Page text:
In America, the first ten amendments known as the Bill of Rights attempted to combat this weakness of human nature.  Free speech, of course, was enshrined in the very first of those amendments, along with the freedom to worship and freedom of the press.  The majority, real or otherwise, and the ruling class never have any reason to fear and suppress simple speech and a differing perspective, unless they are up to no good.  Certainly the suppression of speech in an arena that allows that speech to be challenged by other speech and logic and cited facts, is the ultimate sign of insecurity, weakness, and a shady intent to control.  Likewise, other amendments were also red lines in the sand not to be infringed by anybody, majority or not.  The Second Amendment comes to mind and those who are familiar with the quote attributed to Franklin, are no doubt familiar with the rest of it.  "Liberty is a well-armed lamb contesting the vote."  The right to be free from unreasonable searches and seizures is yet another such inalienable right.

Still, this same speech suppressing maneuvering is evident today.  The previous presidential election made it very clear that the media was not at all adverse to demonizing a candidate as "crazy" or "kooky", and then by denying that candidate serious coverage.  The mainstream media has been guilty of shaping the message during our electoral process, rather than simply reporting on it.  Perhaps the only good result in the most recent election was the comedic criticism it evoked from Jon Stewart as he pointed out this fact.  Even more recently, critics have discussed the problem with the reported NSA warrantless spying on American citizens, and have highlighted that the program is done in secret, but that when challenged in court by the ACLU, the government maintained the ACLU had no standing because they could not prove that they had been spied upon.  The common thread is a manipulation behind a curtain to prevent a transparent fact based discussion.  Fascists know that a free discussion must be quelled at all costs, and in their message-controlling actions they unwittingly admit their wrongdoing.  It's the classic fascist tell.  If they really thought they were correct, they would welcome the open discussion and the chance to put concerns at rest.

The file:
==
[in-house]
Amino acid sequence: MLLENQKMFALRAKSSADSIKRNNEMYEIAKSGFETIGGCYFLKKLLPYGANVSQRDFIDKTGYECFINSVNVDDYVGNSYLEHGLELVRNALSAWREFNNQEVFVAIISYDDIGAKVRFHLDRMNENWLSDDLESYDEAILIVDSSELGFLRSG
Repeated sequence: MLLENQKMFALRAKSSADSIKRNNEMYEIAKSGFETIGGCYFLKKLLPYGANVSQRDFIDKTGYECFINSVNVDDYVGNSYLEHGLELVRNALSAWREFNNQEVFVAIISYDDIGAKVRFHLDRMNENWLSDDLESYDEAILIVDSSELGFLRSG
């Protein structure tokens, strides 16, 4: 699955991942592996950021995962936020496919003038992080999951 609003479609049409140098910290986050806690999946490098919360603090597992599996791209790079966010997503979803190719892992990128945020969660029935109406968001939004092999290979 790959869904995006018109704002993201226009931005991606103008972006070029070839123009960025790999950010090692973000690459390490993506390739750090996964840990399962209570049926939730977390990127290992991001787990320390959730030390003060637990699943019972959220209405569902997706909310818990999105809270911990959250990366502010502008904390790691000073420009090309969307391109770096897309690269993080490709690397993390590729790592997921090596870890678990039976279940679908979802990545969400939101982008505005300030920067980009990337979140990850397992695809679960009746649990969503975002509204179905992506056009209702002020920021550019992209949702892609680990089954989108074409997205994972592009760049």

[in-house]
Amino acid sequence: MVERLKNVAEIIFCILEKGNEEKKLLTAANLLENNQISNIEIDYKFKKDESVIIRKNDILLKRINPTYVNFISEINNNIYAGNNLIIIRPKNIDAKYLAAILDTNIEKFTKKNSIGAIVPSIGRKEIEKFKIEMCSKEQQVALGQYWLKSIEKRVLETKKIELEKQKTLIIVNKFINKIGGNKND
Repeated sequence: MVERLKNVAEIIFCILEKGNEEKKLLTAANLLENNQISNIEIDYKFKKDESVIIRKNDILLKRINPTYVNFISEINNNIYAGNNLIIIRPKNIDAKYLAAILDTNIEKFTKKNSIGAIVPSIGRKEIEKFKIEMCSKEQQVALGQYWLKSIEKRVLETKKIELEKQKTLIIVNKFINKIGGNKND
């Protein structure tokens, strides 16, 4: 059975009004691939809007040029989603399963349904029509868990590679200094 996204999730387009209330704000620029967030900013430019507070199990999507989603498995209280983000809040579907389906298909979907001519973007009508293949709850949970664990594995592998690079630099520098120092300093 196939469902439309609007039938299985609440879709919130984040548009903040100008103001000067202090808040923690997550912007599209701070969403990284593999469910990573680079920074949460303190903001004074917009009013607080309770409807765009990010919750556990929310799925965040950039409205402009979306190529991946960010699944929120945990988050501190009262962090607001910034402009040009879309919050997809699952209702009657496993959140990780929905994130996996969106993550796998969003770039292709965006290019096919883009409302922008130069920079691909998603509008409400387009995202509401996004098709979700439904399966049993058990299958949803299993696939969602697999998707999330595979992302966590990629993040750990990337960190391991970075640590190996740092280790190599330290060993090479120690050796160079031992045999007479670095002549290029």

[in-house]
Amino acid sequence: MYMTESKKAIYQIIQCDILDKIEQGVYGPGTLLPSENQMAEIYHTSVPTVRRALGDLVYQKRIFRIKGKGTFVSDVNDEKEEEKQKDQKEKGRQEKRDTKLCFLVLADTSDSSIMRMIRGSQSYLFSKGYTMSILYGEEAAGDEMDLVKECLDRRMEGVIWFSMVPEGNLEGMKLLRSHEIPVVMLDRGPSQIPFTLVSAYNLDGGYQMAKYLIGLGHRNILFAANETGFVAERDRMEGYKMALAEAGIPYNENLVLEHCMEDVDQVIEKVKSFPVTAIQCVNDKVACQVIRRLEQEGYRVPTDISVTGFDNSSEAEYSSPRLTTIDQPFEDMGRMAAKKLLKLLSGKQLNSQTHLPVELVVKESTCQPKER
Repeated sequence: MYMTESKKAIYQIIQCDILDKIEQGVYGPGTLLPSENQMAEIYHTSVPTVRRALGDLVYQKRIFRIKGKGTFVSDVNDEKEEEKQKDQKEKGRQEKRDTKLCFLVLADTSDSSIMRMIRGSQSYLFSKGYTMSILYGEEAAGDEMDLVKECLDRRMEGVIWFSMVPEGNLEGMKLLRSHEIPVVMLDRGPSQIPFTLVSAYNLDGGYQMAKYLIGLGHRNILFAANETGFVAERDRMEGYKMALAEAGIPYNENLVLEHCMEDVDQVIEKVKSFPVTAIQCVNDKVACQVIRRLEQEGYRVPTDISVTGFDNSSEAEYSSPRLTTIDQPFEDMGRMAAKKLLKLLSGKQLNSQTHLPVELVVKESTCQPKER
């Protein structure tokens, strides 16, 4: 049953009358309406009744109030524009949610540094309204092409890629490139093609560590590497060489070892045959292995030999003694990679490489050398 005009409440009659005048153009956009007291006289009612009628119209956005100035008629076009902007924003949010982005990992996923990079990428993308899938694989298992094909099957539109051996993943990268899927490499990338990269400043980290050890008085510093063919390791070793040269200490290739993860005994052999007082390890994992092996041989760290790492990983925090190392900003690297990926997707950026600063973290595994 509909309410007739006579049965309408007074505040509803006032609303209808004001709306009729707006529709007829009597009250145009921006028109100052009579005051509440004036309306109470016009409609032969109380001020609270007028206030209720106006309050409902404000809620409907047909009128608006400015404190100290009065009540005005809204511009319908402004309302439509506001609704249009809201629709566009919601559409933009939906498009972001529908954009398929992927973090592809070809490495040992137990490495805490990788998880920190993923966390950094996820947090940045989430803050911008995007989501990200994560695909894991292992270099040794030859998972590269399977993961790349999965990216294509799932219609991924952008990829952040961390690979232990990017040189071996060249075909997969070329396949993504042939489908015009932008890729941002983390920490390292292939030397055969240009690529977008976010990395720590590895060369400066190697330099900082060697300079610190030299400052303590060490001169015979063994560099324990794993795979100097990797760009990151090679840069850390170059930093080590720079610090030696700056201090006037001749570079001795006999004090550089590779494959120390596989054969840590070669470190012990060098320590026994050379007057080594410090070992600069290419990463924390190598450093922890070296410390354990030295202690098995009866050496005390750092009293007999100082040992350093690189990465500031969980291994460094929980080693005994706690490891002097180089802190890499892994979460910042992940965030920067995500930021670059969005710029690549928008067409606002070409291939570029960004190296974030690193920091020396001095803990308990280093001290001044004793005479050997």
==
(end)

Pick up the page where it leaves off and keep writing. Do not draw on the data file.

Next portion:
It's important for people, if they are to value America, to understand that our nation is more than a simple democracy.  Rights were enshrined to protect even the minority of one, from a majority that is either manipulated and manufactured by a small man behind a curtain, or from an actual majority filled with the ignorant and hate filled mob.

These rights are non-negotiable and they are vital to a free society, a lesson that seems to be increasingly lost throughout both government and the mob given current events.  It's incumbent on all of us who care about our country, and certainly the future of our children, to get back into the vault and figure it out.  Especially those of us who have lived quite some time, and yet have never understood the country we were lucky enough to live in.

We are losing these rights, because we do not truly value the principles that gave birth to such rights.  This is something all good Americans should endeavor to correct at every opportunity.